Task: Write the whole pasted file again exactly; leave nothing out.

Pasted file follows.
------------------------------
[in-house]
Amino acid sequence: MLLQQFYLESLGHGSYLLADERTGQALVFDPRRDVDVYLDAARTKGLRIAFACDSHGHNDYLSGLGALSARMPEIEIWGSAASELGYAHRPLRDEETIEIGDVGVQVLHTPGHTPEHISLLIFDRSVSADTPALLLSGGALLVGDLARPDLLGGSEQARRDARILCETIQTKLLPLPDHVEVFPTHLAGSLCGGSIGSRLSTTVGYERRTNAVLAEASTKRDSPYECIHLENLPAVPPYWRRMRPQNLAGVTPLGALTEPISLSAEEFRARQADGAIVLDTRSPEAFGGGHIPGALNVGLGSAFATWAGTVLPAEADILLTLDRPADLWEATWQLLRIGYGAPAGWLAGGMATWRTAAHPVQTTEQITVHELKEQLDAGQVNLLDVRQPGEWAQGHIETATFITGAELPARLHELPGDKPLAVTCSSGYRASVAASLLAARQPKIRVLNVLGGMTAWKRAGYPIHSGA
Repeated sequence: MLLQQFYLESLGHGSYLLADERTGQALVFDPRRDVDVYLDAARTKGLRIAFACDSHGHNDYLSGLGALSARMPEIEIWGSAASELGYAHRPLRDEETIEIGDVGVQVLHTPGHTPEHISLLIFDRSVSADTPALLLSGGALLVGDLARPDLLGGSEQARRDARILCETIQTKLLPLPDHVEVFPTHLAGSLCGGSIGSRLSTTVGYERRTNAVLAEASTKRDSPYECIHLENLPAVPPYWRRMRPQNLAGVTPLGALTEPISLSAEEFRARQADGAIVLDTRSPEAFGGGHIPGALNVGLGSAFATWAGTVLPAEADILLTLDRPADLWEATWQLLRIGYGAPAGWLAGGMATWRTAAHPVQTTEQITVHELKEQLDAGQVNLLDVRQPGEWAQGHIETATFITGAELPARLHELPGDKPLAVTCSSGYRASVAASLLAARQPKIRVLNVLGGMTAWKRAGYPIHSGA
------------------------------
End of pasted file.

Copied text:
[in-house]
Amino acid sequence: MLLQQFYLESLGHGSYLLADERTGQALVFDPRRDVDVYLDAARTKGLRIAFACDSHGHNDYLSGLGALSARMPEIEIWGSAASELGYAHRPLRDEETIEIGDVGVQVLHTPGHTPEHISLLIFDRSVSADTPALLLSGGALLVGDLARPDLLGGSEQARRDARILCETIQTKLLPLPDHVEVFPTHLAGSLCGGSIGSRLSTTVGYERRTNAVLAEASTKRDSPYECIHLENLPAVPPYWRRMRPQNLAGVTPLGALTEPISLSAEEFRARQADGAIVLDTRSPEAFGGGHIPGALNVGLGSAFATWAGTVLPAEADILLTLDRPADLWEATWQLLRIGYGAPAGWLAGGMATWRTAAHPVQTTEQITVHELKEQLDAGQVNLLDVRQPGEWAQGHIETATFITGAELPARLHELPGDKPLAVTCSSGYRASVAASLLAARQPKIRVLNVLGGMTAWKRAGYPIHSGA
Repeated sequence: MLLQQFYLESLGHGSYLLADERTGQALVFDPRRDVDVYLDAARTKGLRIAFACDSHGHNDYLSGLGALSARMPEIEIWGSAASELGYAHRPLRDEETIEIGDVGVQVLHTPGHTPEHISLLIFDRSVSADTPALLLSGGALLVGDLARPDLLGGSEQARRDARILCETIQTKLLPLPDHVEVFPTHLAGSLCGGSIGSRLSTTVGYERRTNAVLAEASTKRDSPYECIHLENLPAVPPYWRRMRPQNLAGVTPLGALTEPISLSAEEFRARQADGAIVLDTRSPEAFGGGHIPGALNVGLGSAFATWAGTVLPAEADILLTLDRPADLWEATWQLLRIGYGAPAGWLAGGMATWRTAAHPVQTTEQITVHELKEQLDAGQVNLLDVRQPGEWAQGHIETATFITGAELPARLHELPGDKPLAVTCSSGYRASVAASLLAARQPKIRVLNVLGGMTAWKRAGYPIHSGA